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Spatial Data Diagnosis: Coordinating Common Map Extents and Boundaries


Blog series on reviewing spatial data and identifying broken files and issues, including coordinating common ArcGIS map extents and boundaries.

On today’s wild ride on the #MarcoMonday express, let’s give a shout out to boxes. Okay, maybe not the cardboard kind. Boxes – or rather, more so boundaries – of the geographic kind are our next stop on this quest.


What are the extents of the most commonly used datasets?

To answer this question, we can use either Integrated Marco Commander or Integrated Marco Mystic. Either way, the same tools will be employed. The interface, of course, is your choice.


Coordinate Accordingly


To find the extent of datasets and spatial data, it is best to run the marco coordinate tool. That seems too obvious, I know. However, I pinky promise I am not pulling your leg.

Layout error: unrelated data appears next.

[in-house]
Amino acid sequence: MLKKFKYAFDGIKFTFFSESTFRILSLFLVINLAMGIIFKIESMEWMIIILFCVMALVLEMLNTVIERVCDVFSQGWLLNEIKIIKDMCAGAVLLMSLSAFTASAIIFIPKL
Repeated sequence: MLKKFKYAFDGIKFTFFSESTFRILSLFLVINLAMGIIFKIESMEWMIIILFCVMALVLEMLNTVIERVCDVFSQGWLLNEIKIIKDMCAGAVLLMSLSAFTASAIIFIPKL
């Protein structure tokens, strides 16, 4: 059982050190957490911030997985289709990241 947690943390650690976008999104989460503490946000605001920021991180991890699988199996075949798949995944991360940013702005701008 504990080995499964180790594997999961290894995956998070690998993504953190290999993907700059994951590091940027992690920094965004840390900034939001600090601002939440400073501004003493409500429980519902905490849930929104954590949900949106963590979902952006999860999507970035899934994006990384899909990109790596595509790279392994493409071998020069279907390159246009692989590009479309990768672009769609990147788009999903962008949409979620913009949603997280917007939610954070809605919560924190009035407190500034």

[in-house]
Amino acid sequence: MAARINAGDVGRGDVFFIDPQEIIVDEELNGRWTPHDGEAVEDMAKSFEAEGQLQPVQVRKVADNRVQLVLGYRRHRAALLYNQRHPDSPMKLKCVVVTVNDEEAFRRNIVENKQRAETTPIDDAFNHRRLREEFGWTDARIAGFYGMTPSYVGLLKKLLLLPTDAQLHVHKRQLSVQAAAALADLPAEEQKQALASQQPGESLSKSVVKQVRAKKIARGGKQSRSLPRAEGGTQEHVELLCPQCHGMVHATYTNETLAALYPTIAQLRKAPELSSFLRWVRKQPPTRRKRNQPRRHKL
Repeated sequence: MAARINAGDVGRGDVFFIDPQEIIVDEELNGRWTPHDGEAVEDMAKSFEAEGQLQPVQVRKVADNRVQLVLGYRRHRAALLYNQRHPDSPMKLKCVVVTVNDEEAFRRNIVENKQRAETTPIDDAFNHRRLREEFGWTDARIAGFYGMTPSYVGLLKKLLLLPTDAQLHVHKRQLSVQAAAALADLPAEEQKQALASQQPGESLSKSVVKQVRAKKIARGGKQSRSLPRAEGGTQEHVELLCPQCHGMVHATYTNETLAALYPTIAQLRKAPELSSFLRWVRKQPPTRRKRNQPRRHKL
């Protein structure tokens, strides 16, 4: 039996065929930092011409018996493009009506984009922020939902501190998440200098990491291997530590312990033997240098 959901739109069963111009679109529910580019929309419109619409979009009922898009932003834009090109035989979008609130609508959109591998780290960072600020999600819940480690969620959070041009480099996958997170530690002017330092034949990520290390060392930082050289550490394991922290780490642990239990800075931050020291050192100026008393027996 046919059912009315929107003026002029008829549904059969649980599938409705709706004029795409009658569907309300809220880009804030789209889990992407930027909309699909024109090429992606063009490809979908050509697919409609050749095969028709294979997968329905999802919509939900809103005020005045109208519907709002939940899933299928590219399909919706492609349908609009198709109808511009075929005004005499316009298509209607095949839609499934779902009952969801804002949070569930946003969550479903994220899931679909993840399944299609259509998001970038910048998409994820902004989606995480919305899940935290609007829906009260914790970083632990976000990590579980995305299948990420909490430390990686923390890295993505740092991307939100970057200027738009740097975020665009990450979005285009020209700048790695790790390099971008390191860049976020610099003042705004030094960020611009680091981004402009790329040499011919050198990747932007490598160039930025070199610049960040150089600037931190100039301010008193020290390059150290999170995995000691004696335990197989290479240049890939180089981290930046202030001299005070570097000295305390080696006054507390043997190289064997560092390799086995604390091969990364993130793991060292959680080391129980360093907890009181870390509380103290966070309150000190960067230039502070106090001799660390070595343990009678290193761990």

View of coordinate tool from Integrated Marco Commander application in Windows Command Prompt.

As with any use of the effervescent Integrated Marco Studio inventory capabilities, the marco container tool must be run first and foremost. Followed by this, the marco coordinate tool may be run to pull those values for the following types of data:

  • Data Frames

  • Bookmarks

  • Datasets

  • All of the Above

Once the coordinates are gathered, they are stored in the Marco Database, setting up home in the respective database tables for each type of data with the following fields:

  • X_MIN

  • X_MAX

  • Y_MIN

  • Y_MAX

These values represent the extents of each dataset, data frame, or bookmark. They show the ends